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    It's Sunday Again.

    PodZilla Aug 24 '08 1

    So the NJSoA finally got itself a new website. It's good, if a tad corporate. Our old website was, I believe, from around the time when people still thought animated GIF's were cool. The nice thing is, it actually features current student work, so prospective students can see all the fun we're having. It's also a flash page, which I guess is the fad at the moment. If you have a minute to check it out, please do. (It won't resize your browser window, I promise!)

    architecture.njit.edu

    As the title of the entry suggests, I'm writing this on a rather muggy Sunday afternoon, sitting in my home studio space (a door on two sawhorses in a spare bedroom). The start of the new term is looming ahead, a week from this Tuesday.

    As of now, I have only one of the 5 syllabi for the Comprehensive studios in my possession, so it's still too early to make a decision in terms of which critic to choose. NJSoA(NJIT) doesn't do Thesis year, as most schools seem to, we instead have a year of what are known as the Comprehensive Studios. These studios, consisting of Pre-Comp and Comp, are supposed to be the ones where you integrate all of your accumulated knowledge from 4 years of undergrad into one ultimate project, realizing everything from conceptual design, to programming, to systems integration and structural design. Accompanying these studios in the upper level curriculum are the Options Studios, where more complex ideas and projects can be developed without needing to worry about the demanding requirements of the Comp Studios.

    Along with Comp studio, I'm also taking two arch. electives, "Spaces of Display" and "Cinematic Literacy for Architects". Cinematic Literacy, taught by Kim DeFreitas, should be rather interesting, as it focuses on film making techniques, with the ultimate goal being the complete production of a short film. It remains to be seen if there will be enough time in the day to fit 16 credits into comp semester, but we shall see. It's always easy to be optimistic when you're on this side of the fence.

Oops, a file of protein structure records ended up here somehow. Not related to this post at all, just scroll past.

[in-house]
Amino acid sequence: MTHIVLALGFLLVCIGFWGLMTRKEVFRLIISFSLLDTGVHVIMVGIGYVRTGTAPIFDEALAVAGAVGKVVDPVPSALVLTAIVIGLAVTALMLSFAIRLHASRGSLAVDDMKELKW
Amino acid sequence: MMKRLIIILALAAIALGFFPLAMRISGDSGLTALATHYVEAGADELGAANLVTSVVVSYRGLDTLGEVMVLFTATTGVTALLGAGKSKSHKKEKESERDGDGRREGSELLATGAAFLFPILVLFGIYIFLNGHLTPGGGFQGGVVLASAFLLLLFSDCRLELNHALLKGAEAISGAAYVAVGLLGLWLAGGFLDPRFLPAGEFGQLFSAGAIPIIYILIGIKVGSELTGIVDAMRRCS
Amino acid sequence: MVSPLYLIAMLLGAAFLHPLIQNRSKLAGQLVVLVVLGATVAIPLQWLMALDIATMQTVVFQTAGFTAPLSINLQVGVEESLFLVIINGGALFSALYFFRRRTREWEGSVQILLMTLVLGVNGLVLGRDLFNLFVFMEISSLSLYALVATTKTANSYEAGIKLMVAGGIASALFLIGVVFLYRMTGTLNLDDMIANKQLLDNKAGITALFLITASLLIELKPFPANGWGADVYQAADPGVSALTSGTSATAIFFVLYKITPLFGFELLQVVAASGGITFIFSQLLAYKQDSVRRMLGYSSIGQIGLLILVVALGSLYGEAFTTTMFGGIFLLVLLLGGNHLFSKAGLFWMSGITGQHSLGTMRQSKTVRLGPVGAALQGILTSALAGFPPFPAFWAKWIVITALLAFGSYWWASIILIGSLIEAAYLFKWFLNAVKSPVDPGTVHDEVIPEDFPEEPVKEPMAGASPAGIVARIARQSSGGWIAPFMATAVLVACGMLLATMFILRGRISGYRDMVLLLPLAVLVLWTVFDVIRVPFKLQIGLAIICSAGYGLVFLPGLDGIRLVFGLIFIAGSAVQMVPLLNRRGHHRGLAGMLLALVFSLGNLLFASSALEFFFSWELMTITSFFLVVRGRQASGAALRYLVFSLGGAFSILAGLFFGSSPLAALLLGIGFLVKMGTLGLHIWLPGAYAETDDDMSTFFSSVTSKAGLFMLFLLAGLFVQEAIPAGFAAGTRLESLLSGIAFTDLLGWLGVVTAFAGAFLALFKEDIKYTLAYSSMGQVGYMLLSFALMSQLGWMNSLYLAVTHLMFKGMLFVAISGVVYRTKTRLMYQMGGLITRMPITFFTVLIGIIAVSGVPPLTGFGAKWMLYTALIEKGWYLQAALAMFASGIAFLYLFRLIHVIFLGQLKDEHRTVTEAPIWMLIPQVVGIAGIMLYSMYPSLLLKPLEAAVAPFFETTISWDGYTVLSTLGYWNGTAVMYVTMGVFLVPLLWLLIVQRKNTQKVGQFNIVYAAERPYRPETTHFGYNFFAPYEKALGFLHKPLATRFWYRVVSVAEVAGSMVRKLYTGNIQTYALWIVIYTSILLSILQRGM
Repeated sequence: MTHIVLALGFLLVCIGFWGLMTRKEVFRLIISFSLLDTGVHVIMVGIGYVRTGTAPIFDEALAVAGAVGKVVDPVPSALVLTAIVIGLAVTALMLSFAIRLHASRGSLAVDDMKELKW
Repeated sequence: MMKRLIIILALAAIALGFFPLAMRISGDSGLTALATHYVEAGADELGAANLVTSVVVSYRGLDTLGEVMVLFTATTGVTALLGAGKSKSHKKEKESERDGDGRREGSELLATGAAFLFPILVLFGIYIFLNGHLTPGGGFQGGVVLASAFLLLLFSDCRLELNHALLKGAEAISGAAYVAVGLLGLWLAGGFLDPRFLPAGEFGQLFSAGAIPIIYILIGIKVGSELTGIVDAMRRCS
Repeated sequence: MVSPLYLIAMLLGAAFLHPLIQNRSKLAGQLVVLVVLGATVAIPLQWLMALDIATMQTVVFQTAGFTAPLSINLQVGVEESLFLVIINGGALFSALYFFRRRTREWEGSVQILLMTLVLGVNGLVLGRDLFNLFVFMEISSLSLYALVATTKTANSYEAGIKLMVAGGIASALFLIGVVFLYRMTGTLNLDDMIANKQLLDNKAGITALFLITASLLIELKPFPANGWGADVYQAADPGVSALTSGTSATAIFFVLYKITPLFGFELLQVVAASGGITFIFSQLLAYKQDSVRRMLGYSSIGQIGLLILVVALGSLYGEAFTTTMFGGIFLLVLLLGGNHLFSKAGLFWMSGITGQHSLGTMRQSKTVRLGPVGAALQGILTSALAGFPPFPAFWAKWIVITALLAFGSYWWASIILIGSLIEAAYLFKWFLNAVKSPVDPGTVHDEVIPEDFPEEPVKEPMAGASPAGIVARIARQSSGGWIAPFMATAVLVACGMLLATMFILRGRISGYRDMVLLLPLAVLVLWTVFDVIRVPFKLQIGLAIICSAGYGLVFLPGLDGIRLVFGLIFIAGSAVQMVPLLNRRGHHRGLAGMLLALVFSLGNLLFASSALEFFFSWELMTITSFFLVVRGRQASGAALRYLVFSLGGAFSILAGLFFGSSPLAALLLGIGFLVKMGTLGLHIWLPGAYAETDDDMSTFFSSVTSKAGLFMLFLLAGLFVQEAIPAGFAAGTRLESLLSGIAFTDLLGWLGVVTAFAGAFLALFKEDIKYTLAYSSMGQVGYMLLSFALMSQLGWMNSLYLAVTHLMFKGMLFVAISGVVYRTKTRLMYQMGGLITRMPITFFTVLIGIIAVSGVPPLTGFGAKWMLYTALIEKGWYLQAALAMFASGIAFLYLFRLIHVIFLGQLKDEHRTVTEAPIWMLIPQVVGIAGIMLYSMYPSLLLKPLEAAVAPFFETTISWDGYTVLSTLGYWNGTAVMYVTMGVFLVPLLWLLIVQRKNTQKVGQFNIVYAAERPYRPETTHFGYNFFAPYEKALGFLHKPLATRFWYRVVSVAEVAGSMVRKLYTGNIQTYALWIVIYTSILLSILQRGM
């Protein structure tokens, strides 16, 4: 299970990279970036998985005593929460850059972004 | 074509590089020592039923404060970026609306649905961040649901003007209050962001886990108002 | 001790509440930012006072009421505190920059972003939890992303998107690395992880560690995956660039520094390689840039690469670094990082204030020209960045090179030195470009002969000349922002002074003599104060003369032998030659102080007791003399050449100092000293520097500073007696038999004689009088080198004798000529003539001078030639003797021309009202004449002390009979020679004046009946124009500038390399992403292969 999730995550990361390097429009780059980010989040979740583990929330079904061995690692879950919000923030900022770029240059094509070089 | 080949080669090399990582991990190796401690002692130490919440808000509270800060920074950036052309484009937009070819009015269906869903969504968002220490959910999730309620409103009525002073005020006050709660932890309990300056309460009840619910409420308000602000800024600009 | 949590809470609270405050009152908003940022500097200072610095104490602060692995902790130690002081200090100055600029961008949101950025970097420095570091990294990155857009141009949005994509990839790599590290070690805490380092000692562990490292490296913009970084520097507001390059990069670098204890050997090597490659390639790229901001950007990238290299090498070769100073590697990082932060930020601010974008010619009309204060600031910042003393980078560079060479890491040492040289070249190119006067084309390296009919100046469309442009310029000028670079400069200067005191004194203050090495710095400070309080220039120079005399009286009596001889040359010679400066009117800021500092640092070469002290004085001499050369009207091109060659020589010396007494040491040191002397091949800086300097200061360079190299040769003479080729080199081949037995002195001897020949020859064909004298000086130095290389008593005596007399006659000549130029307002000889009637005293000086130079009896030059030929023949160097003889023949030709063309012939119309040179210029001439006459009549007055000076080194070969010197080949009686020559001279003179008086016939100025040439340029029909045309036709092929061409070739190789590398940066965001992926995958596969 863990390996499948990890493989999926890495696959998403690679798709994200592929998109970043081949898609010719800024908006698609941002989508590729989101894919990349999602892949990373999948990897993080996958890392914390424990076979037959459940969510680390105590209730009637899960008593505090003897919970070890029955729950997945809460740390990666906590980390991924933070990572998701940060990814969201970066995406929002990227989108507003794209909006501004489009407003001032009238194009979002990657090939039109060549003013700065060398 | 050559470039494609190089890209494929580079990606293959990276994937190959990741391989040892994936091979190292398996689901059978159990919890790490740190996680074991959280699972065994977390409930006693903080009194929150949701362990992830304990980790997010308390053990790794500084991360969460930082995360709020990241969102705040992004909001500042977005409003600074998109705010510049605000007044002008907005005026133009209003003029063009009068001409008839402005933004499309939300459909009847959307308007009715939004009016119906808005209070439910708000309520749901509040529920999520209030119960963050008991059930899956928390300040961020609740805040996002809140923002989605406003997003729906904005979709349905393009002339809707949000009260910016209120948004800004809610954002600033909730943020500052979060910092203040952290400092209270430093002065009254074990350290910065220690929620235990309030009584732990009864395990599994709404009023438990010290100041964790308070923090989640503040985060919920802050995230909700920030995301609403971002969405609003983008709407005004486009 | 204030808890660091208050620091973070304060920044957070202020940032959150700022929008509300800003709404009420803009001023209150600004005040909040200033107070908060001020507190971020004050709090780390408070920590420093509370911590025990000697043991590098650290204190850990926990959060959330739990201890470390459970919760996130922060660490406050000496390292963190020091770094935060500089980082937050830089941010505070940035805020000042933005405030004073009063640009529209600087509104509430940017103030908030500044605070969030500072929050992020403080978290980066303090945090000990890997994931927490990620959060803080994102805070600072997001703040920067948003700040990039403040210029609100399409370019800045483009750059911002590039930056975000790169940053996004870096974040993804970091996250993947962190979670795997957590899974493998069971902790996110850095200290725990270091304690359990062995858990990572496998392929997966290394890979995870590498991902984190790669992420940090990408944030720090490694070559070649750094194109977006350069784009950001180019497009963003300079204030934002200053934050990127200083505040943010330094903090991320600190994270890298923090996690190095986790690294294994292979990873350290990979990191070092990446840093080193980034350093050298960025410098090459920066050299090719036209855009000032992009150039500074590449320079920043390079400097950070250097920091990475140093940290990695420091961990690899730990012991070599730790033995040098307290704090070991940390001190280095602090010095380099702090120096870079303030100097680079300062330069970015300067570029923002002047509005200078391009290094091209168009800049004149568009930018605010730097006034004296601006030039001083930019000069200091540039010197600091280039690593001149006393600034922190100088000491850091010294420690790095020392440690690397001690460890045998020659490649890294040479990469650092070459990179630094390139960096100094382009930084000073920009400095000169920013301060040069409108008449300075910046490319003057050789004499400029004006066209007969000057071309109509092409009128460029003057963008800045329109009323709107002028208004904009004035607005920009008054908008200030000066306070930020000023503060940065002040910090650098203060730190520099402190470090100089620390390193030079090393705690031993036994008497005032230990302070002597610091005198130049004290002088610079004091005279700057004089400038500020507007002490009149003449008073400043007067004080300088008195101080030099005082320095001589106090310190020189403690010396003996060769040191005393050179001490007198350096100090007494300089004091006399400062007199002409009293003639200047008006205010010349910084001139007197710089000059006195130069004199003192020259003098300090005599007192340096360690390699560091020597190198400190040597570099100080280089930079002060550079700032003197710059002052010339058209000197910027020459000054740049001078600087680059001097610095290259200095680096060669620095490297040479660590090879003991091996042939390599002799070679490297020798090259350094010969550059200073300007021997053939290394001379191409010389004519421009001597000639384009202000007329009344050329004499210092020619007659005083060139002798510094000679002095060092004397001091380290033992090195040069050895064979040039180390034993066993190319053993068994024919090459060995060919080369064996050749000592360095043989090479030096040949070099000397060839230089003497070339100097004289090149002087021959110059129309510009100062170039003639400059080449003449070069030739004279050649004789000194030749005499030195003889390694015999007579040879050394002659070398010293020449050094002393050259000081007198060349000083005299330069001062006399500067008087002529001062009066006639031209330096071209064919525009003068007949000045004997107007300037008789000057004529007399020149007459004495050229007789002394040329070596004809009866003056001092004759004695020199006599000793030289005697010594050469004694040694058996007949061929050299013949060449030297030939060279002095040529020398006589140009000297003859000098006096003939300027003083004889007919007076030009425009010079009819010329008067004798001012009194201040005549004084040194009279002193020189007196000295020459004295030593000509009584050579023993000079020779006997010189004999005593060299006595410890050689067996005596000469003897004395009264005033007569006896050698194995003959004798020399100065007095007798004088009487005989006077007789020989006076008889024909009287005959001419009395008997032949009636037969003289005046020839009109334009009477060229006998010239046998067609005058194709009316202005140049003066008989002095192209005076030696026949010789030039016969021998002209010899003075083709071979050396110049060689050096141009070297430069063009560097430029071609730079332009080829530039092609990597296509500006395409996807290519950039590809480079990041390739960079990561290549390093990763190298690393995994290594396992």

Enough about the upcoming term, let's take a quick look back into what was the busiest summer I've ever experienced.

    It's mid May 2008, and I'm just wrapping up my Pre-Comp studio work, getting ready for the upcoming Charette leading up to final. My critic approaches myself and two friends, informing us that a friend of his is working on a project in Manhattan, that will involve some plywood cutting on our CNC Router. We agree to meet this friend, who turns out to be Douglas Gauthier, working on the MoMA Home Delivery exhibit. We're informed that we'll be cutting 80 sheets of 5/8" and 3/4" plywood for the Burst*008 house. Completely psyched to be working on a project of this caliber, we all accept the job on the spot.

    Around the same time, I receive a phone call from the firm I worked for last summer, RMJM Hillier, asking if I would like to return for another summer internship. I had a few tentative offers in Manhattan for the summer, but with a guaranteed position, a pay raise and other perks, I'd be stupid not to accept, right? I took the job.